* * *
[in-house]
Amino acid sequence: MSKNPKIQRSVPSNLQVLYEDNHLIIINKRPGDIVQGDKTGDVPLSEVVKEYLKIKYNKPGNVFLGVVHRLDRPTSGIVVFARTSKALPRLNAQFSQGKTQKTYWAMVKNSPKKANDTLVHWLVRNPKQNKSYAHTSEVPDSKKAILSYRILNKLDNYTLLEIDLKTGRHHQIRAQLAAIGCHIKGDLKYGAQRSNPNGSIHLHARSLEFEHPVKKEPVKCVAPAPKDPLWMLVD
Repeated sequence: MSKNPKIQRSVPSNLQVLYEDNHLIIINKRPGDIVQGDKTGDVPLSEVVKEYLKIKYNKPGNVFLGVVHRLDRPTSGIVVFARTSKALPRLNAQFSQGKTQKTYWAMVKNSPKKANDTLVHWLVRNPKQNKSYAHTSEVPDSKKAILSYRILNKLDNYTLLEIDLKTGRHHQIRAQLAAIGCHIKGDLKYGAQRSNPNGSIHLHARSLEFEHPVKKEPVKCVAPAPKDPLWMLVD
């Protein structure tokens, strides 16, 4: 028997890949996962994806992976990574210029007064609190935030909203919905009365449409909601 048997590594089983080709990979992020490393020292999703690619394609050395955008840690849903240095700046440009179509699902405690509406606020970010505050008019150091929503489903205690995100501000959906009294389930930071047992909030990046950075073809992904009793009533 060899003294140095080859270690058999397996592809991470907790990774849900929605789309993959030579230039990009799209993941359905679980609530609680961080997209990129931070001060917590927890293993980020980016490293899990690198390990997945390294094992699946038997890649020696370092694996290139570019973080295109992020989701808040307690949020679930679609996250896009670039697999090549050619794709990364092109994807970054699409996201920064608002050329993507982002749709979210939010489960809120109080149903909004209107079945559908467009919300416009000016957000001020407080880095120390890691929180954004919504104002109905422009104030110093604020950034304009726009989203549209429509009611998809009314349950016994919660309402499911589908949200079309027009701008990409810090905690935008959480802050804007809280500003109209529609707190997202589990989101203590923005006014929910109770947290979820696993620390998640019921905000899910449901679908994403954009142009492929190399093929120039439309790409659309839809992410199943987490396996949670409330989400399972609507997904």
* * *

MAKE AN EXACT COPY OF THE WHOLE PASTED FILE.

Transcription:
[in-house]
Amino acid sequence: MSKNPKIQRSVPSNLQVLYEDNHLIIINKRPGDIVQGDKTGDVPLSEVVKEYLKIKYNKPGNVFLGVVHRLDRPTSGIVVFARTSKALPRLNAQFSQGKTQKTYWAMVKNSPKKANDTLVHWLVRNPKQNKSYAHTSEVPDSKKAILSYRILNKLDNYTLLEIDLKTGRHHQIRAQLAAIGCHIKGDLKYGAQRSNPNGSIHLHARSLEFEHPVKKEPVKCVAPAPKDPLWMLVD
Repeated sequence: MSKNPKIQRSVPSNLQVLYEDNHLIIINKRPGDIVQGDKTGDVPLSEVVKEYLKIKYNKPGNVFLGVVHRLDRPTSGIVVFARTSKALPRLNAQFSQGKTQKTYWAMVKNSPKKANDTLVHWLVRNPKQNKSYAHTSEVPDSKKAILSYRILNKLDNYTLLEIDLKTGRHHQIRAQLAAIGCHIKGDLKYGAQRSNPNGSIHLHARSLEFEHPVKKEPVKCVAPAPKDPLWMLVD
């Protein structure tokens, strides 16, 4: 028997890949996962994806992976990574210029007064609190935030909203919905009365449409909601 048997590594089983080709990979992020490393020292999703690619394609050395955008840690849903240095700046440009179509699902405690509406606020970010505050008019150091929503489903205690995100501000959906009294389930930071047992909030990046950075073809992904009793009533 060899003294140095080859270690058999397996592809991470907790990774849900929605789309993959030579230039990009799209993941359905679980609530609680961080997209990129931070001060917590927890293993980020980016490293899990690198390990997945390294094992699946038997890649020696370092694996290139570019973080295109992020989701808040307690949020679930679609996250896009670039697999090549050619794709990364092109994807970054699409996201920064608002050329993507982002749709979210939010489960809120109080149903909004209107079945559908467009919300416009000016957000001020407080880095120390890691929180954004919504104002109905422009104030110093604020950034304009726009989203549209429509009611998809009314349950016994919660309402499911589908949200079309027009701008990409810090905690935008959480802050804007809280500003109209529609707190997202589990989101203590923005006014929910109770947290979820696993620390998640019921905000899910449901679908994403954009142009492929190399093929120039439309790409659309839809992410199943987490396996949670409330989400399972609507997904």